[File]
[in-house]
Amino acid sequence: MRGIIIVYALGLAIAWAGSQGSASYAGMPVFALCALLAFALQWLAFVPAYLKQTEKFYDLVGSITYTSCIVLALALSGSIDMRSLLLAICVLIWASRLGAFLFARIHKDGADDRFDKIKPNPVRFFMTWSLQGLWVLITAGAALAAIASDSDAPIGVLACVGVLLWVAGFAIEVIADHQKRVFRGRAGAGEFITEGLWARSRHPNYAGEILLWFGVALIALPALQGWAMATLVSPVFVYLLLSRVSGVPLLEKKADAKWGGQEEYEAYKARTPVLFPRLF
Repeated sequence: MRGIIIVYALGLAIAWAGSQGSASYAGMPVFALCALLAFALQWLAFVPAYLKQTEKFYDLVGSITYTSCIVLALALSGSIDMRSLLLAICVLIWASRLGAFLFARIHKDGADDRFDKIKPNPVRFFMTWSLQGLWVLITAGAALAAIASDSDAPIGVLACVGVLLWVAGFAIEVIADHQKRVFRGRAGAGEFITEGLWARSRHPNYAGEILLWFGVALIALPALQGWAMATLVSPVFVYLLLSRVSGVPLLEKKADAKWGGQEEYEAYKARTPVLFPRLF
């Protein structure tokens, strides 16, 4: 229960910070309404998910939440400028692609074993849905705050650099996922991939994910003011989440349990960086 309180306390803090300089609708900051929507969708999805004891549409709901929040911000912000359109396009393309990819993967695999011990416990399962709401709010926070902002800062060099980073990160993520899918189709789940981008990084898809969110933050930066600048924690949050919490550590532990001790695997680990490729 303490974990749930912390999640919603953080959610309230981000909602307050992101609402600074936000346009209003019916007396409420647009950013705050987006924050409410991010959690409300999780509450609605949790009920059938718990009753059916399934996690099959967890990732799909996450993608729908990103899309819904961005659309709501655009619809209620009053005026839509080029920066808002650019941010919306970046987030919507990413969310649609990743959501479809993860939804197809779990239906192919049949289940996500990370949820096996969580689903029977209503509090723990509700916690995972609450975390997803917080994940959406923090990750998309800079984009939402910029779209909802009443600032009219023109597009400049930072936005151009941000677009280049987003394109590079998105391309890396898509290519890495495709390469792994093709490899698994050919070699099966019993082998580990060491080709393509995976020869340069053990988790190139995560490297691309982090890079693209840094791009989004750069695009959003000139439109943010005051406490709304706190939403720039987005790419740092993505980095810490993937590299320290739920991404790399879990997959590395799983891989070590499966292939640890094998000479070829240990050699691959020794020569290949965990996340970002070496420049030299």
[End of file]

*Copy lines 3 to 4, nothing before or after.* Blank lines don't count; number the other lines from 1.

Repeated sequence: MRGIIIVYALGLAIAWAGSQGSASYAGMPVFALCALLAFALQWLAFVPAYLKQTEKFYDLVGSITYTSCIVLALALSGSIDMRSLLLAICVLIWASRLGAFLFARIHKDGADDRFDKIKPNPVRFFMTWSLQGLWVLITAGAALAAIASDSDAPIGVLACVGVLLWVAGFAIEVIADHQKRVFRGRAGAGEFITEGLWARSRHPNYAGEILLWFGVALIALPALQGWAMATLVSPVFVYLLLSRVSGVPLLEKKADAKWGGQEEYEAYKARTPVLFPRLF
């Protein structure tokens, strides 16, 4: 229960910070309404998910939440400028692609074993849905705050650099996922991939994910003011989440349990960086 309180306390803090300089609708900051929507969708999805004891549409709901929040911000912000359109396009393309990819993967695999011990416990399962709401709010926070902002800062060099980073990160993520899918189709789940981008990084898809969110933050930066600048924690949050919490550590532990001790695997680990490729 303490974990749930912390999640919603953080959610309230981000909602307050992101609402600074936000346009209003019916007396409420647009950013705050987006924050409410991010959690409300999780509450609605949790009920059938718990009753059916399934996690099959967890990732799909996450993608729908990103899309819904961005659309709501655009619809209620009053005026839509080029920066808002650019941010919306970046987030919507990413969310649609990743959501479809993860939804197809779990239906192919049949289940996500990370949820096996969580689903029977209503509090723990509700916690995972609450975390997803917080994940959406923090990750998309800079984009939402910029779209909802009443600032009219023109597009400049930072936005151009941000677009280049987003394109590079998105391309890396898509290519890495495709390469792994093709490899698994050919070699099966019993082998580990060491080709393509995976020869340069053990988790190139995560490297691309982090890079693209840094791009989004750069695009959003000139439109943010005051406490709304706190939403720039987005790419740092993505980095810490993937590299320290739920991404790399879990997959590395799983891989070590499966292939640890094998000479070829240990050699691959020794020569290949965990996340970002070496420049030299």